At the last Hannover Messe I attended four years ago, the Internet of Things (IoT) was a pretty interesting industrial technology, but still largely just a concept. The letters “IoT” seemingly were on every booth and wedged into every discussion, but we had yet to see it reach its operational potential.
One pandemic and one supply chain crisis later, manufacturing has absorbed IoT in one form of another. Industry has moved past IoT and in a dramatic new direction, embracing the social issues of climate change and sustainability as business imperatives and a digital manufacturing plant as the way to erase the siloed production structure.
With the rapid pace of change in manufacturing, plant management must decide quickly how to incorporate these technologies and strategies into their operation. It is no longer a matter of if manufacturing production should change. Those who fail to adapt to manufacturing’s new digital landscape will be unable to effectively move their organization into the next decade of growth and profitability.
While every supplier has its own take on how to accomplish this, five themes have emerged:
1. A Digital Plant, from Design to Operations to Maintenance
Digital design is no longer its own reward. It has to be incorporated into an operational model at the time of design, and that model must be available to all stakeholders. It will need to be a living document that can be adjusted as changes in material supply or product improvements are made. This formed some of the discussions Machine Design had last month as part of its Engineering Academy event on Design for Manufacturability and Assembly.
2. A True Digital Twin
The digital twin will be a fully realized plant model that can allow designers to test and adapt designs before any materials are used. Beyond that, however, the digital twin will be an operational tool that can measure, manage and simulate process changes to evaluate their outcomes before those changes are implemented. It also will be a maintenance tool that can track and monitor equipment stresses and prepare for repair or replacement before the machine does go down. Here’s one example of how that digital twin might work in an essential workplace machine: the coffee maker.
3. Building a Scalable Digital Foundation
Then there are the rapidly arriving themes of artificial intelligence and machine learning. There were numerous examples of these concepts on display at Hannover Messe, but leaping ahead to AI without a digital foundation isn’t possible or practical. The digital plant, and a digital philosophy, is essential. But this doesn’t need to happen all at once, nor is it a one-size-fits-all approach. The best part about the digital plant may be its scalability. If the sheer size of the new digital universe seems overwhelming, the good news is that it is acceptable—even encouraged—to start small, gain success, and build your digital infrastructure from there.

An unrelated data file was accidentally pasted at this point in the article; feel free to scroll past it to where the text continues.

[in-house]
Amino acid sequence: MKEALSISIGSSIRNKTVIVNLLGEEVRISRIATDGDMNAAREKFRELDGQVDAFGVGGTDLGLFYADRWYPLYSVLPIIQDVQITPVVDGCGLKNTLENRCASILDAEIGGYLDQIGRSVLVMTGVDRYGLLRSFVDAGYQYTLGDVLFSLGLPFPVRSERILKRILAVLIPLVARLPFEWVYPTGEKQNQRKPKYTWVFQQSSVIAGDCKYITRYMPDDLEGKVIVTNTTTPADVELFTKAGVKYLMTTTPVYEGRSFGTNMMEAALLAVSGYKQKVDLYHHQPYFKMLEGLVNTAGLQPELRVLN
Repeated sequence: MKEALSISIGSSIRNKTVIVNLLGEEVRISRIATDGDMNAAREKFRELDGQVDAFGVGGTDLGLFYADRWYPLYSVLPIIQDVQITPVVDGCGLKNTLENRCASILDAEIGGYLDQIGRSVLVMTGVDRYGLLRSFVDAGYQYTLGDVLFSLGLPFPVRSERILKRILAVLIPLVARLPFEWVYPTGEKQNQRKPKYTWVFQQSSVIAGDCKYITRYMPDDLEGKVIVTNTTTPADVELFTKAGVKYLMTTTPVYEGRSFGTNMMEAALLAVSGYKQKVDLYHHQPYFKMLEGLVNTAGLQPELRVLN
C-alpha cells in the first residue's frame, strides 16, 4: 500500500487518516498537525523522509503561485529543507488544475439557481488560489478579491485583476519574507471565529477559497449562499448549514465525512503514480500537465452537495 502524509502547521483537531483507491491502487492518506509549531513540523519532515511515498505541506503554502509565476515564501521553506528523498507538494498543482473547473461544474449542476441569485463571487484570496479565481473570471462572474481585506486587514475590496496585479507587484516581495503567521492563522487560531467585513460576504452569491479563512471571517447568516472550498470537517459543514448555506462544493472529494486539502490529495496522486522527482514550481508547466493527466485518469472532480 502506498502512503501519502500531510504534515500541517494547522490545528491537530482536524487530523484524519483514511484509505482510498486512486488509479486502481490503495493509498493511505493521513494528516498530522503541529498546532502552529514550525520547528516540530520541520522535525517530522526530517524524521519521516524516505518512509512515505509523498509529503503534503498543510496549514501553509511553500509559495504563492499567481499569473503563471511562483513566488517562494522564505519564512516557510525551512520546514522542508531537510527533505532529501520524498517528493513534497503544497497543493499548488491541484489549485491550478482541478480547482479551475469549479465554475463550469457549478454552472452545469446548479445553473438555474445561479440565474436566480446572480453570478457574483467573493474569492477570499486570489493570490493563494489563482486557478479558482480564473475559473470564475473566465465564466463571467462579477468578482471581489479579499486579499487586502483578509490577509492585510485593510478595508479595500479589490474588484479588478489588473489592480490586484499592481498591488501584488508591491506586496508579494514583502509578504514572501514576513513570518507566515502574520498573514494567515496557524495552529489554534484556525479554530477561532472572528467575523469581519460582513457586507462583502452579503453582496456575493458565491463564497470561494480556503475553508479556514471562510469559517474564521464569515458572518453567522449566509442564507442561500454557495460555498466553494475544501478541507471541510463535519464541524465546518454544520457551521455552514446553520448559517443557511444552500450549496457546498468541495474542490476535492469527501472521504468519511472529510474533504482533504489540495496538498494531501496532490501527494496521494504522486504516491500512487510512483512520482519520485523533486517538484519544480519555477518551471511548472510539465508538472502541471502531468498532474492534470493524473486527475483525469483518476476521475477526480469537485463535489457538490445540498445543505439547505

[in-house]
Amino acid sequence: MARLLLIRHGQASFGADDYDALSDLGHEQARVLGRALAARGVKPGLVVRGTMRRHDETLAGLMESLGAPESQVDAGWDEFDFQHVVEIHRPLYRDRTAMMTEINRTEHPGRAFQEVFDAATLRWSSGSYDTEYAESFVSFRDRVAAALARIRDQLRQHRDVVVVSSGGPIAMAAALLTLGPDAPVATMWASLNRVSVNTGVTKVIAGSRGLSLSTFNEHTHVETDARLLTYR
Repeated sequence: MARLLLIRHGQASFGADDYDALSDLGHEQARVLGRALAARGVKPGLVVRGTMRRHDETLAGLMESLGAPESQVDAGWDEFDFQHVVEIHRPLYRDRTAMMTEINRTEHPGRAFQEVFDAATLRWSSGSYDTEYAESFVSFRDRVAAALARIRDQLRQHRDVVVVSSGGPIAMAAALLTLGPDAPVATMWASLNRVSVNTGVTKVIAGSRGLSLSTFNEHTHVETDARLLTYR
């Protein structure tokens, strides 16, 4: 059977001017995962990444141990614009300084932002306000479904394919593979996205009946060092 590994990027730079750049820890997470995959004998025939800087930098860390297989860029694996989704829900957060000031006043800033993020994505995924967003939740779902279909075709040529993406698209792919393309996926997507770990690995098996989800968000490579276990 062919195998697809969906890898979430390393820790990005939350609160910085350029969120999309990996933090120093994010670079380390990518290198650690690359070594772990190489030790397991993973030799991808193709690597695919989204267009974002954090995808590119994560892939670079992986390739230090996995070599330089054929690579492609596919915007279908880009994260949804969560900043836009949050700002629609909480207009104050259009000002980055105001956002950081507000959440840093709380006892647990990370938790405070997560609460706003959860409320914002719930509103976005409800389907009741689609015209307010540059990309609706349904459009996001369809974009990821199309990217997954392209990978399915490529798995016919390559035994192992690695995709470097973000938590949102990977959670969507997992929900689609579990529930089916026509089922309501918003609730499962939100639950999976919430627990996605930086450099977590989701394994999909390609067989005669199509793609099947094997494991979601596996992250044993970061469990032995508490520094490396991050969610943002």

4. If Not Human Workers, Then What?
The underlying challenge remains the workforce shortage. It is a global issue—the workforces in the United States, Germany and China are all equally stressed. The result has been more automation, more robotics, more digitalization and the most efficient use of humans possible. The changes in global worker attitudes and availability of manufacturing staff have forced plant management to evaluate where automation and robotics best fit in their operation. They are finding many areas where productivity, safety and profitability can be enhanced with automated systems. If the worker shortage does not abate—and there are no signs this is happening soon—the use of automation will accelerate to meet global demand for new products faster.
5. Everything Has Changed
All of this is propelled by the fundamental changes of the last five years. The pandemic forced manufacturers to go digital to remain in business. Now they are looking at ways to finally be able to fully optimize those digital solutions. The supply chain crisis has forced a more regional approach to supply management and to smaller, more localized production hubs. That also requires a connected digital backbone where designs can be easily shared, and production quickly adjusted to meet immediate needs. But for manufacturers that want or need to be global in their approach, having a connected enterprise that shares design and operational data and manages energy and materials efficiently—and can change its design parameters to meet changes in supply availability—will be essential as well.
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